The Manchester Unity Building is aesthetically significant for its intact interiors. The intricate plaster panel cornices and ceilings, the use of marble, and the inlays to the lift cars and sliced timber veneers in the boardroom all display a high standard of artistic workmanship that is without par for a building of this period. The boardroom table and chairs are historically and aesthetically significant. The survival of a boardroom table of this scale and grandeur from this period, complete with chairs, is unusual in Victoria. They formed part of the total design for the building.
The potential risk of damage to this building calls into question the difficult but necessary juxtaposition of development and preservation. It would appear that the building’s owners believe that not enough research or examination of potential damage to the building has been undertaken by the Authority charged with constructing the tunnel – the Cross Yarra Partnership, nor has it perhaps done enough due diligence on such risks to historic buildings – Manchester Unity, the Town Hall and St Paul’s Cathedral.
For a more rounded picture please read the article here reprinted from the Age Newspaper, April 12 2018.
Manchester Unity building warns of Metro Tunnel damage
Melbourne gothic landmark the Manchester Unity Building is at risk of cracking from tunnelling for the Metro Tunnel, its owners fear.
The fragile facade of the tower is at risk of cracking from the tunnelling, but the danger is being overlooked, says Kia Pajouhesh, chairman of the Manchester’s owners corporation.
The soaring Art Deco building on the corner of Swanston and Collins streets, built in 1932, is renowned for its narrow columns, glass walls and terracotta tiles.
Dr Pajouhesh has accused the authority and the consortium overseeing the project, the Cross Yarra Partnership, of failing to properly assess the building’s capacity to cope with vibrations caused by tunnelling under Swanston Street.
A one-hour property inspection was done on the building in February last year, but the assessment was “substantially deficient”, Dr Pajouhesh claims in a scathing eight-page letter sent to the authority.
“We are at a loss to understand the basis behind the decision to use land under the [Manchester] without this critical information,” he wrote.
Dr Pajouhesh is the owner of Smile Solutions, which occupies six levels of the building.
“This conduct leaves us with no confidence that the consortium has at heart the interests of the custodians of one of Melbourne’s most prized heritage assets.”
It comes amid revelations that five hairline cracks have emerged on the Westin building as a result of the early works at the City Square construction site.
A spokesman for the authority said the cracks in the building’s plasterboard were superficial, would not pose any structural risk, and would be rectified.
The Metro Tunnel project will provide much-needed extra capacity on the city’s rail network by allowing more trains to run through the city, outside of the City Loop. Once complete, the project will include five new stations and a nine-kilometre tunnel connecting the Cranbourne-Pakenham and Sunbury lines.
Work is already under way to build the underground Town Hall station at City Square, but tunnelling under Swanston Street will not begin until next year.
The Town Hall station has recently been re-designed to make it larger and more spacious, and that will require more land.
The new designs indicate that tunnelling will occur closer to the Manchester building.
The consortium has already warned that St Paul’s Cathedral and Town Hall may have some superficial cracking, but their risk assessment did not include the Manchester building.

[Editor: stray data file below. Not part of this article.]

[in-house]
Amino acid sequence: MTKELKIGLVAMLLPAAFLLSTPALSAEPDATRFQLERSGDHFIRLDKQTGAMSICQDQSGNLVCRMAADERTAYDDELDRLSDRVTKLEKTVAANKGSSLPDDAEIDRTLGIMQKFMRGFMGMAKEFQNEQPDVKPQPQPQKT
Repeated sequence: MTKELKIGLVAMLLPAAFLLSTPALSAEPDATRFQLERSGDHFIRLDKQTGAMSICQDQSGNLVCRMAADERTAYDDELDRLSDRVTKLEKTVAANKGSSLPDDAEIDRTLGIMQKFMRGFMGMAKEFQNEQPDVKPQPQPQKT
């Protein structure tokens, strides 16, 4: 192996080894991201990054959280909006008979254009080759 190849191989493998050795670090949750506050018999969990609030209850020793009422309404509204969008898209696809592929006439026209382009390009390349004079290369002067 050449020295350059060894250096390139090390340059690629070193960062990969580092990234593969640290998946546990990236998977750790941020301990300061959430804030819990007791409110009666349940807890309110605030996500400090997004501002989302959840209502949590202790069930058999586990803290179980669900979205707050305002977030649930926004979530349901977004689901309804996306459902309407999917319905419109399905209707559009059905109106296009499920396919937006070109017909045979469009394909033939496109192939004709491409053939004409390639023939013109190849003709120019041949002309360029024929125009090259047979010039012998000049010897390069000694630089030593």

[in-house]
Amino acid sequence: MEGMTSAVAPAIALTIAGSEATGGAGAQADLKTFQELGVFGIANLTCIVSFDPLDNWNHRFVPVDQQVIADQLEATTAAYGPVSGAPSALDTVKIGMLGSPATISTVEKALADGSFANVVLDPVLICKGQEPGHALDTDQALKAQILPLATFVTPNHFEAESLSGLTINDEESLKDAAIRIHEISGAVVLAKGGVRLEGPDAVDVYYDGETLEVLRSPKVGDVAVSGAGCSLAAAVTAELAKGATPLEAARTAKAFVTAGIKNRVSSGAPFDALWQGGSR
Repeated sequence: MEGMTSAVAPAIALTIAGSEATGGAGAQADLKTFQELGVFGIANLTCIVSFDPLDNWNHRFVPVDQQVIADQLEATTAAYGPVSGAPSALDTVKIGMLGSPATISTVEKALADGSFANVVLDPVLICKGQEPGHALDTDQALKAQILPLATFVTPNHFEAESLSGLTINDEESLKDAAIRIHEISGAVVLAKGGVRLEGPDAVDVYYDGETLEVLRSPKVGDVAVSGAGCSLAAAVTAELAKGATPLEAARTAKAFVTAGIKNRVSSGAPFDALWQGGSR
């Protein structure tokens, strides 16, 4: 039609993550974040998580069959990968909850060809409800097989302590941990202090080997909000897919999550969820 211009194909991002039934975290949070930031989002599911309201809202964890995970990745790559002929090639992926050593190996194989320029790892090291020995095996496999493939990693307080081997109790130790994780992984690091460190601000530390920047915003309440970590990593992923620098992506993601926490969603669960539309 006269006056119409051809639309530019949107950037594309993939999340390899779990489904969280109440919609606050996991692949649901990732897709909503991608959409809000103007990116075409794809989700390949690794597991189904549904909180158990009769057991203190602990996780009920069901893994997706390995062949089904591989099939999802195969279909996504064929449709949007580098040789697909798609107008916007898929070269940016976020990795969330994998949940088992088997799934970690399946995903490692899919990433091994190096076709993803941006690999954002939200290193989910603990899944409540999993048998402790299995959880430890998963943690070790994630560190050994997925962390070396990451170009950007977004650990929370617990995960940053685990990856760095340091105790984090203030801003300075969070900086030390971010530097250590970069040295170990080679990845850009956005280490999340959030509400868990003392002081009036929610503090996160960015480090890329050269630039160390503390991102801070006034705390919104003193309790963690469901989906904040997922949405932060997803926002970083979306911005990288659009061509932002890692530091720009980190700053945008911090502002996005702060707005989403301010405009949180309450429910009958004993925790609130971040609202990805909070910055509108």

“[The Manchester] is much closer to the project’s CBD south station site than both St Paul’s cathedral and the Melbourne Town Hall,” Dr Pajouhesh says.
He also warns that “the grout between the tiles, which contains asbestos, is prone to failure.”
Dr Pajouhesh’s letter was sent on Tuesday this week, just as Melbourne University warned that the $11 billion underground rail project could damage equipment and facilities in the Parkville Biomedical Precinct.
The university’s chief financial officer Allan Tait said he was concerned that vibrations from tunnelling, and electromagnetic interference caused by trains running through the underground station, would “render critical research equipment inoperable”.
Peter MacCallum Cancer Centre has also warned that radiotherapy treatment machines may be affected by vibrations.
The Metro Tunnel spokesman said the authority had been engaging with the owners of the Manchester building since 2015.
He said two property condition surveys were carried out for the building in February this year and a comprehensive condition survey would be done before tunnelling began.
“The project has some of the world’s best engineers and tunnelling experts working through these challenges,” he said.
A government spokesperson said the building owners’ concerns were “the types of issues that are routinely managed on similar tunnel projects in busy cities around the world”.
These are quite serious matters. Note that the grout used on the Manchester Unity Building securing the external tiles contains Asbestos.
It would be appropriate that the Engineers responsible for the tunnel, its excavations and its infrastructure do more than pay lip service to heritage values.
Recently, the Cross Yarra Partnership facilitated the removal of many heritage listed trees on St Kilda Rd and Albert St in preparation for the Anzac Station excavation. It was said these trees could not be moved as there would be too much disturbance of underground services. Somewhat surprising in that the proposed excavation is to be ‘six stories deep’ – and action that surely may ‘disturb underground services’.
Melbourne has some wonderful historic heritage treasures. This soaring Art Deco building – the Manchester Unity Building, the grand old Melbourne Town Hall and St Paul’s Cathedral are just the most obvious of many buildings possibly subject to damage with construction of the new Metro Tunnel. And at this stage it is certainly not too late to put in place remedial research and provisional works to protect these heritage treasures.
Progress and development don’t necessarily require wholesale destruction. It is a bold and exciting project (the Metro Tunnel). But let’s at least ensure the protection of our city’s icons for future generations. It’s really time for action and re-assurance.